At long last we know the full background of one of the Dolls: how she came to be a doll, and why (I’m not convinced we know Caroline’s full story yet). And the surprising thing is, that wasn’t even the most exciting thing about this episode.
It was welcome, though. That tantalizing scene we got between Sierra and Nolan in Episode 8 (“Needs”): we get everything it promised us. Nolan was using the Dollhouse as a date-rape drug; also as revenge, and sick entertainment. We get closure on him; in Priya’s desperate plea to be cleansed of the memory of what she did to him, we also get a hint of why some of the other dolls might have agreed to their contracts. Memories (like Victor’s: is he there to “recover” from post-traumatic stress disorder?), guilts (November, and now Sierra), they’d do anything rather than have to live with (which is it for Echo?). Notice the view we get of Priya right after she kills Nolan? She stands up, and we see her in silhouette against her old painting of the bird. It turns out that it’s not Nolan who’s the big black shadow threatening her avian freedom: it’s she herself.
We also get the answer to the real question Episode 8 left us with, which is: how much did DeWitt and Topher knew about Nolan and Sierra? The answer is, not much. They thought she was crazy, and under his care: they thought they were helping her. When they realize they were wrong, they’re horrified.
It’s a well-named episode, because this is the one where everybody has to answer the old labor movement question: which side are you on? (And of course one way to read Dollhouse is as a metaphor for capitalism: we’ve got owners and workers, management and labor, exploiters and exploited. Somebody among the workers has awakened to their plight, and is going to try to organize them.)
It’s all about belonging: deciding which side you belong to, or trying to make others your possessions. Nolan uses his connections with the Dollhouse, and his knowledge of neurochemistry, to try to make Priya belong to him. When his plot is exposed, Topher tries to free Priya; but in the end, her attempt to assert her autonomy results in her signing herself over to the Dollhouse, some parts of her permanently. She belongs to the Dollhouse in a deeper way than she did before.
Topher and Adelle have to choose sides, too. Adelle thinks this house belongs to her, and that she can run it as she sees fit. The Rossum corporation makes it clear to her that she’s wrong: she belongs to them. Either she toes the line or she goes to the Attic. She, in turn, tries to make Topher play ball, saying he has no choice: she even reminds him that he’s in this job because he has no morals, and therefore belongs in/to the Dollhouse. He chooses differently, but his choice goes so wrong that, like Priya/Sierra, his dependence on the Dollhouse is only strengthened. Rossum’s grip tightens, and our characters begin to feel it: they can choose to accept it, like Adelle, or be made to accept it, like Topher, but either way, they’re owned.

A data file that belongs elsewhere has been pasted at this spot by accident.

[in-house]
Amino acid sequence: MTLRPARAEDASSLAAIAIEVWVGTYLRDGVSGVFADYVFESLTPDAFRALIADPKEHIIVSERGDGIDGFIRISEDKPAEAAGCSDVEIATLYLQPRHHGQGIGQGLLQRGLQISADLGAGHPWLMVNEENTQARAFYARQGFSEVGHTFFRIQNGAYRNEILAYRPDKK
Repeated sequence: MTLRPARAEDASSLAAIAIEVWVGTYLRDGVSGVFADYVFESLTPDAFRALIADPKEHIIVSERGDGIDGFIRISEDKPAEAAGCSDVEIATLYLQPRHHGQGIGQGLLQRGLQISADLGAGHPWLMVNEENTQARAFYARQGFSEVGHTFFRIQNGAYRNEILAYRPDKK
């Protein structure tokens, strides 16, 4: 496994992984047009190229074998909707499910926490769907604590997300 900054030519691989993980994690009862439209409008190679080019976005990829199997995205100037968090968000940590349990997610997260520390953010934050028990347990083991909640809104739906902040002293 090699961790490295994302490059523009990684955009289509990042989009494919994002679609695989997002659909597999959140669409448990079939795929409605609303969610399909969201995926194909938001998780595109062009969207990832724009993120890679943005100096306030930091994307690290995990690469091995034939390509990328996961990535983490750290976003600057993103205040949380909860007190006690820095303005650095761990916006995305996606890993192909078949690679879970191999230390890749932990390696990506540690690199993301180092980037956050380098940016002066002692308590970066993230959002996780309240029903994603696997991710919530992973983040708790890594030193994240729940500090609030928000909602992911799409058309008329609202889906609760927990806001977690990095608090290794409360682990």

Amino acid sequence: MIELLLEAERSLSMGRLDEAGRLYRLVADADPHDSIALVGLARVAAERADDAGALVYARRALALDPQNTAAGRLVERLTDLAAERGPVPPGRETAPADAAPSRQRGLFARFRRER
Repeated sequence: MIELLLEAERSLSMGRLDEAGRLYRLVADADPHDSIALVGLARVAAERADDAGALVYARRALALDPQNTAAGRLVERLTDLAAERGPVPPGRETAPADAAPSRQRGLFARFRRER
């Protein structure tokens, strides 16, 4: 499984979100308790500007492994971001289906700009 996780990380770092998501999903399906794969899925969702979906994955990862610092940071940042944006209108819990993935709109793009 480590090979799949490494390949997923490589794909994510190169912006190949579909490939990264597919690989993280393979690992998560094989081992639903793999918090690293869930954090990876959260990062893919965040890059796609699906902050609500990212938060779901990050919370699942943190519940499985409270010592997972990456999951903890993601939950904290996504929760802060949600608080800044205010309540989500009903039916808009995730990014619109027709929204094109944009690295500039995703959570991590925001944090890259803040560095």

Adelle thinks everybody in the Dollhouse is owned by the Dollhouse. We know she’s wrong: Echo is free, in her mind. And, as of this episode, we begin to see where Boyd stands as well. All season long we’ve been able to see that Dollhouse discipline, that Panopticon watchfulness, has been slipping: Echo’s constantly displaying signs of wakefulness, Sierra and Victor are plainly in love. Saunders’s alienation (then flight), combined with Boyd’s indifference, explained it: but now Boyd has taken a side. He knows Echo is awake, and he’s chosen to abet her in whatever she’s planning. We always suspected he was a good guy; now we know.
At the same time, we also now know he can supervise the cover-up of a murder, and the dismemberment of a body, without batting an eye. Boyd’s a little bit scary now. Ex-cop? Is that all?
All of this to think about, and so little time in the episode to think about it, because you were too busy feeling it all. It was probably the deepest episode yet, emotionally: just wrenching. Topher is more and more becoming the emotional center of the story, as we watch him wrestle with his conscience. Here we see him, really for the first time, begin to sense that what he’s doing might go horribly wrong. “Epitaphs” tells us both that it will and that Topher does have enough of a soul to be driven mad by his role in it; now we see that soul emerging in the present.
How cool is it, by the way, that it’s a book that reveals that Echo is awake? It could only be a book. The point is that she has broken out of the eternally-refreshed now state of the Doll: she’s engaged in a long-term, multisession learning project, one that implies progression, directionality, awareness of past, present, and future…it couldn’t have been a newspaper, or a blog, for example. Or, more to the point, a typical TV show, where each episode stands alone, allowing you to pretend that last week’s episode never happened. It could, however, have been something like Dollhouse…